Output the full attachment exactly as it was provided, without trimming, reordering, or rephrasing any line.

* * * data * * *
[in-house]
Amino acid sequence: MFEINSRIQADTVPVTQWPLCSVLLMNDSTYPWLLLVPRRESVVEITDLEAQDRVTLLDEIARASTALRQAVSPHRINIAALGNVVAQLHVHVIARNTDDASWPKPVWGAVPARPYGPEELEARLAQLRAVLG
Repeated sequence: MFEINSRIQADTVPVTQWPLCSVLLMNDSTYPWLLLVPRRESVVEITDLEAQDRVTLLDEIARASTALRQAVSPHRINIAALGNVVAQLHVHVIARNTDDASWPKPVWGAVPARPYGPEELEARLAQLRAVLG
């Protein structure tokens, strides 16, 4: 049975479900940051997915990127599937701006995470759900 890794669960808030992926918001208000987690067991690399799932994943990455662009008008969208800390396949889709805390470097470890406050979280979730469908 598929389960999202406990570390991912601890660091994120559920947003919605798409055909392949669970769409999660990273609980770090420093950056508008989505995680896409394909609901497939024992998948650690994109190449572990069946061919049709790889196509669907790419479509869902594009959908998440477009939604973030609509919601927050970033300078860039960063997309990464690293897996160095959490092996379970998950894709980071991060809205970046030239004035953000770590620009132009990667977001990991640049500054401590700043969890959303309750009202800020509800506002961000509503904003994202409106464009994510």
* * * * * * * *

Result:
[in-house]
Amino acid sequence: MFEINSRIQADTVPVTQWPLCSVLLMNDSTYPWLLLVPRRESVVEITDLEAQDRVTLLDEIARASTALRQAVSPHRINIAALGNVVAQLHVHVIARNTDDASWPKPVWGAVPARPYGPEELEARLAQLRAVLG
Repeated sequence: MFEINSRIQADTVPVTQWPLCSVLLMNDSTYPWLLLVPRRESVVEITDLEAQDRVTLLDEIARASTALRQAVSPHRINIAALGNVVAQLHVHVIARNTDDASWPKPVWGAVPARPYGPEELEARLAQLRAVLG
């Protein structure tokens, strides 16, 4: 049975479900940051997915990127599937701006995470759900 890794669960808030992926918001208000987690067991690399799932994943990455662009008008969208800390396949889709805390470097470890406050979280979730469908 598929389960999202406990570390991912601890660091994120559920947003919605798409055909392949669970769409999660990273609980770090420093950056508008989505995680896409394909609901497939024992998948650690994109190449572990069946061919049709790889196509669907790419479509869902594009959908998440477009939604973030609509919601927050970033300078860039960063997309990464690293897996160095959490092996379970998950894709980071991060809205970046030239004035953000770590620009132009990667977001990991640049500054401590700043969890959303309750009202800020509800506002961000509503904003994202409106464009994510």